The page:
This let me spend more time on things that I enjoyed, such as writing for this blog and taking long walks through the woods. The ultimate waste of time when writing a paper is to write something that doesn’t even answer the question the professor is asking.
Today, I’m going to share this process so that you too can write papers more quickly (without a decrease in the quality of your writing). Don’t be afraid to ask the professor to explain any part of the assignment that’s unclear.
As Cal Newport explains, it’s called a flat outline.
In Cal’s words, the flat outline works as follows: Isn’t this so much better?
Get into the library or database, find your sources, take your notes, and then get to writing.“It’s impossible to figure out every detail of your argument before you sit down, look at your sources, and actually try to write.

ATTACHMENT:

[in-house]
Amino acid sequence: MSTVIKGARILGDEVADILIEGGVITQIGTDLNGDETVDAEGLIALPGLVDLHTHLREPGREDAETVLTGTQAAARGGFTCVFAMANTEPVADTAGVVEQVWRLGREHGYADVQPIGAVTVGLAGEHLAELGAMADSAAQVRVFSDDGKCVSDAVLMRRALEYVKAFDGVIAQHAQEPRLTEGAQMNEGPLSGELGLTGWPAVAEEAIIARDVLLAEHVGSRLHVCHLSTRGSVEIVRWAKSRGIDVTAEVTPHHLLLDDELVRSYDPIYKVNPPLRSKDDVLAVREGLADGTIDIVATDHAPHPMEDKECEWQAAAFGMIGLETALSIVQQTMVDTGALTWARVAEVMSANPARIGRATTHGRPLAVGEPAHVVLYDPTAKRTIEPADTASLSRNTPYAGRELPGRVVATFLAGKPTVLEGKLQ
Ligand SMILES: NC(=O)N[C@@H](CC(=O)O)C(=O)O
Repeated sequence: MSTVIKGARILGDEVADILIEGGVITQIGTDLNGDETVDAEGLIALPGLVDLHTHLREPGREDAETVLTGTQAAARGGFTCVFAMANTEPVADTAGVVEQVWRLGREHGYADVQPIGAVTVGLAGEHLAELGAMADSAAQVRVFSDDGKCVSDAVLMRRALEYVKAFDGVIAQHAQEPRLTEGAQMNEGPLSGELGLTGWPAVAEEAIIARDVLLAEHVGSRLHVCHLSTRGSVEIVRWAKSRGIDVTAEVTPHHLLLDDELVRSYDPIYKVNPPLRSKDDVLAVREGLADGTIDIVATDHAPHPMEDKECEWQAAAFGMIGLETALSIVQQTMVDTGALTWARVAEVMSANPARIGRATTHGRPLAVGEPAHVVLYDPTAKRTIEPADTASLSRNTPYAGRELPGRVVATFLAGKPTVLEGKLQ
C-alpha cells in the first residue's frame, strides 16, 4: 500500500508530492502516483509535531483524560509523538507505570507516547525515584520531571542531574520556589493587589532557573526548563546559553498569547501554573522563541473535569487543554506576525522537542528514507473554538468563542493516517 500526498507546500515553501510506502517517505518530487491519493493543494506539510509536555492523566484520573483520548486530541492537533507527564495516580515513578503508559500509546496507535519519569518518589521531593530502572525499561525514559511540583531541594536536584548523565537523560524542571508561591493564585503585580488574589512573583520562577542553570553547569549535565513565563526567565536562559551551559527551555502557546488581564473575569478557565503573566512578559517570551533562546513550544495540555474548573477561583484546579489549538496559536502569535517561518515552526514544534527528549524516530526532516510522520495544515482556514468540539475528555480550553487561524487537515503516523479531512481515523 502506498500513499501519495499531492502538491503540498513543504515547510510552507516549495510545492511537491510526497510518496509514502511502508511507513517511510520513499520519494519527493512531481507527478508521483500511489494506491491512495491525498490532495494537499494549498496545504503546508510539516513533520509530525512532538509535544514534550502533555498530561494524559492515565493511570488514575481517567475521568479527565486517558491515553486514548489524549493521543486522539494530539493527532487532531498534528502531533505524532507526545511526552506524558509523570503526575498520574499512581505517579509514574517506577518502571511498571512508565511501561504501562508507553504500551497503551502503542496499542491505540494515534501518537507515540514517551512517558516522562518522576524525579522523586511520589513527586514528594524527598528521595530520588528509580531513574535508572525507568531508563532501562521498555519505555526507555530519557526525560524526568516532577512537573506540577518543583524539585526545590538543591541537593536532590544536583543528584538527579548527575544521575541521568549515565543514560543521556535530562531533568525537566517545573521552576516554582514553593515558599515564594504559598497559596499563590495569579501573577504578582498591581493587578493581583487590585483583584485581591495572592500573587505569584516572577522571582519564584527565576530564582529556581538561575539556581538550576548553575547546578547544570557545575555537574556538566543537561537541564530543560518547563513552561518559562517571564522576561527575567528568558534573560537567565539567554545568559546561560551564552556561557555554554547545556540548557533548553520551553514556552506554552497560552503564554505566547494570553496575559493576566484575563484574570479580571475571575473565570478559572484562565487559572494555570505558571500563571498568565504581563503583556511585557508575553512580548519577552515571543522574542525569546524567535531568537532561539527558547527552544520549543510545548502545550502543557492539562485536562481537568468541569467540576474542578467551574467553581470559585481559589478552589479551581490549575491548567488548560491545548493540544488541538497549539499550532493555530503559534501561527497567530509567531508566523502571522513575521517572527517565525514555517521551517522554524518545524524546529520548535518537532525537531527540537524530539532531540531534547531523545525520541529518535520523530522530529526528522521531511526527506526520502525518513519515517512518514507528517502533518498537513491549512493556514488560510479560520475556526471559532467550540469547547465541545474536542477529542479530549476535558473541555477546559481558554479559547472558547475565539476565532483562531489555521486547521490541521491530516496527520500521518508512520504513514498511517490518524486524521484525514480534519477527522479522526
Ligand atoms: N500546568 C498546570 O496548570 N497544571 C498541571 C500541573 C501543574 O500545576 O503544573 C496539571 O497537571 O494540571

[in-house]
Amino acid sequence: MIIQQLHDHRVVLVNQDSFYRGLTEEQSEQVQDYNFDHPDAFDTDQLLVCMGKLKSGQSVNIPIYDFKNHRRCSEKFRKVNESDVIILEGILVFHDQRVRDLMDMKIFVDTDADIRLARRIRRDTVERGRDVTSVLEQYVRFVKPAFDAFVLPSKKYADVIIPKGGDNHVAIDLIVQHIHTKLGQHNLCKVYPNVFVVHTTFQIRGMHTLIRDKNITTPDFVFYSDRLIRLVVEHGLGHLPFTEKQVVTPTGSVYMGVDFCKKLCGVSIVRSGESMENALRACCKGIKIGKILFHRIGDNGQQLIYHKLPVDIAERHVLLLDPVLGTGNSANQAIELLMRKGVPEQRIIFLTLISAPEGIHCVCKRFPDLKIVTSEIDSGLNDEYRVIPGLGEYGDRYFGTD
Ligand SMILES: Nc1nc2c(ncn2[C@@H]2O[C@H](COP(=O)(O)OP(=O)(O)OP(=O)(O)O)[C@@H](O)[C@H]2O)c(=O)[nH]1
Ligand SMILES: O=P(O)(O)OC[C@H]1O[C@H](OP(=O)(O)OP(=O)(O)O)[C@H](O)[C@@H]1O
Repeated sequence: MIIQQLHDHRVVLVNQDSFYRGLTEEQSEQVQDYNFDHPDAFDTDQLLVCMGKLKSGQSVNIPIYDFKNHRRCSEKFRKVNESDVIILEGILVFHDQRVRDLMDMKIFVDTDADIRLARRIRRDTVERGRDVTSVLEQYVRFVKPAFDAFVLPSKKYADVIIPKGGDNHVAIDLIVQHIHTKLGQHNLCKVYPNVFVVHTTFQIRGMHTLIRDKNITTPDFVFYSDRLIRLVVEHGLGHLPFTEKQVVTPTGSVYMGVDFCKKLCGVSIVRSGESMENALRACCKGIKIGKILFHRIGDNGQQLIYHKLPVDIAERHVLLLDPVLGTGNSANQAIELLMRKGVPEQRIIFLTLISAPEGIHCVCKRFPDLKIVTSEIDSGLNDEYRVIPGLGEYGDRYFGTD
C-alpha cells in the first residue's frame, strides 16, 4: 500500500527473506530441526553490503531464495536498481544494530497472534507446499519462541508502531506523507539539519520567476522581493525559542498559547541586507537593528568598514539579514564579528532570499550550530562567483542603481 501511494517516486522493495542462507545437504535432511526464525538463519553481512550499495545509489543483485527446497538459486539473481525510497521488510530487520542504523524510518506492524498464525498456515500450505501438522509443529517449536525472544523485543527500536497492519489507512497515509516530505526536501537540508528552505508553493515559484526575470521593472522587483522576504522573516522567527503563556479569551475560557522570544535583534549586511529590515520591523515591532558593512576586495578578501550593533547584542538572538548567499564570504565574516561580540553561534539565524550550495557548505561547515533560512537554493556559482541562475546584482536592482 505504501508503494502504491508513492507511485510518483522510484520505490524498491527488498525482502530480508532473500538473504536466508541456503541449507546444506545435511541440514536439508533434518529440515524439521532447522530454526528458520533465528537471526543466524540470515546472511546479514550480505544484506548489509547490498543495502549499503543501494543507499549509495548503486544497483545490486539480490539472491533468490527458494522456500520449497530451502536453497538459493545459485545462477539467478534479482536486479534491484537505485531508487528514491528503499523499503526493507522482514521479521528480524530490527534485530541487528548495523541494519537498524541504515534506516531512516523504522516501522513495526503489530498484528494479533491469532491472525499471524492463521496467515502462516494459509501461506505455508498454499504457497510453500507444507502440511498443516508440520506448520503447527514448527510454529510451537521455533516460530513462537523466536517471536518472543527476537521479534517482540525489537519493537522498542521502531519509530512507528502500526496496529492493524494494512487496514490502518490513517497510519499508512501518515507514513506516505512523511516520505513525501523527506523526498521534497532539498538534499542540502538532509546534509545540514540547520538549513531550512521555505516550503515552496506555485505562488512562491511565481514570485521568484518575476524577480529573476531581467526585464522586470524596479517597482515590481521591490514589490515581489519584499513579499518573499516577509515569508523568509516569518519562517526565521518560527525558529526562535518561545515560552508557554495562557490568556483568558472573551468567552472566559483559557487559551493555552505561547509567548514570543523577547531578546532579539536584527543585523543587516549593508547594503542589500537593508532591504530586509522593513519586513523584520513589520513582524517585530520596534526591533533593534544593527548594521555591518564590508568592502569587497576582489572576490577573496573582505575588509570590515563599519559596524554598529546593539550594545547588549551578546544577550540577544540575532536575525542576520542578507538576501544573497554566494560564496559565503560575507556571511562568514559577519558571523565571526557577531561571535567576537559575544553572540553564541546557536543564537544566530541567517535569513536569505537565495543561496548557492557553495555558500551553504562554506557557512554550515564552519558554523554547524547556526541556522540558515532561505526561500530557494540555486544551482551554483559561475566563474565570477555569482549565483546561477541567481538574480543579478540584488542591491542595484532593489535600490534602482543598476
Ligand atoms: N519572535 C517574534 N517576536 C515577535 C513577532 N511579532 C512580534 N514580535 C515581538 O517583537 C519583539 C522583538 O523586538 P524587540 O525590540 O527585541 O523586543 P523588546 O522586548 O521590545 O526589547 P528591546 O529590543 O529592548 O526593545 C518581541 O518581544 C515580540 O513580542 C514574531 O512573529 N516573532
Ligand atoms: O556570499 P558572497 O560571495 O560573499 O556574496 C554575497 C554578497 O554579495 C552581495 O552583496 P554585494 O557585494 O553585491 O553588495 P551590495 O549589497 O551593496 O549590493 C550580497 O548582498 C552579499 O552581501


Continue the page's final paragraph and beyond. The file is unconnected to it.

Most students abandon their hierarchical outline soon after their fingers hit the keyboard.”– Cal Newport, “How to Use a Flat Outline to Write Outstanding Papers, Fast”Ever since I learned the traditional method of outlining papers in 8th grade, I felt the system was broken.
Even as someone who basically writes papers for a living these days (like this article), I still viewed every college paper with a tinge of dread.
After all, writing a paper isn’t like working math problems or reading a chapter of a book.
The flat outline works because it mirrors the writing process.
No one sits down to write with a perfect idea of what they’re going to say.